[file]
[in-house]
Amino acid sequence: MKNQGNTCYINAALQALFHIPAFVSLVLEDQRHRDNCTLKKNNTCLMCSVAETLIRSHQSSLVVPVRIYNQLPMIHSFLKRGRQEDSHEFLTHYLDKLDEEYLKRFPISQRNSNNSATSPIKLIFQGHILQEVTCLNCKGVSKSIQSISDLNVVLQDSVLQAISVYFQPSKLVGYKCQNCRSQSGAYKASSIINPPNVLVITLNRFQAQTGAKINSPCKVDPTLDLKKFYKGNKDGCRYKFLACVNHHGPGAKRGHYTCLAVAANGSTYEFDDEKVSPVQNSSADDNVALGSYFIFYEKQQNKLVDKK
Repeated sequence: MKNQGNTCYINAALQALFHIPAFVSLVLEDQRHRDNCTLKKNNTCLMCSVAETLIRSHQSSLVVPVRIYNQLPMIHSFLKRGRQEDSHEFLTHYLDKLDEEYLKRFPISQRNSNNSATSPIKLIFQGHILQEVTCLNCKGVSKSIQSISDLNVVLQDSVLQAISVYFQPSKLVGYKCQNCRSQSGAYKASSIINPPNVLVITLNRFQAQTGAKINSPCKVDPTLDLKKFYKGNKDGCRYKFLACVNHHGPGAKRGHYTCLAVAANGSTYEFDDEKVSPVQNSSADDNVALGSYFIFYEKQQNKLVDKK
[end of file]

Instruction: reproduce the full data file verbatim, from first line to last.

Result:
[in-house]
Amino acid sequence: MKNQGNTCYINAALQALFHIPAFVSLVLEDQRHRDNCTLKKNNTCLMCSVAETLIRSHQSSLVVPVRIYNQLPMIHSFLKRGRQEDSHEFLTHYLDKLDEEYLKRFPISQRNSNNSATSPIKLIFQGHILQEVTCLNCKGVSKSIQSISDLNVVLQDSVLQAISVYFQPSKLVGYKCQNCRSQSGAYKASSIINPPNVLVITLNRFQAQTGAKINSPCKVDPTLDLKKFYKGNKDGCRYKFLACVNHHGPGAKRGHYTCLAVAANGSTYEFDDEKVSPVQNSSADDNVALGSYFIFYEKQQNKLVDKK
Repeated sequence: MKNQGNTCYINAALQALFHIPAFVSLVLEDQRHRDNCTLKKNNTCLMCSVAETLIRSHQSSLVVPVRIYNQLPMIHSFLKRGRQEDSHEFLTHYLDKLDEEYLKRFPISQRNSNNSATSPIKLIFQGHILQEVTCLNCKGVSKSIQSISDLNVVLQDSVLQAISVYFQPSKLVGYKCQNCRSQSGAYKASSIINPPNVLVITLNRFQAQTGAKINSPCKVDPTLDLKKFYKGNKDGCRYKFLACVNHHGPGAKRGHYTCLAVAANGSTYEFDDEKVSPVQNSSADDNVALGSYFIFYEKQQNKLVDKK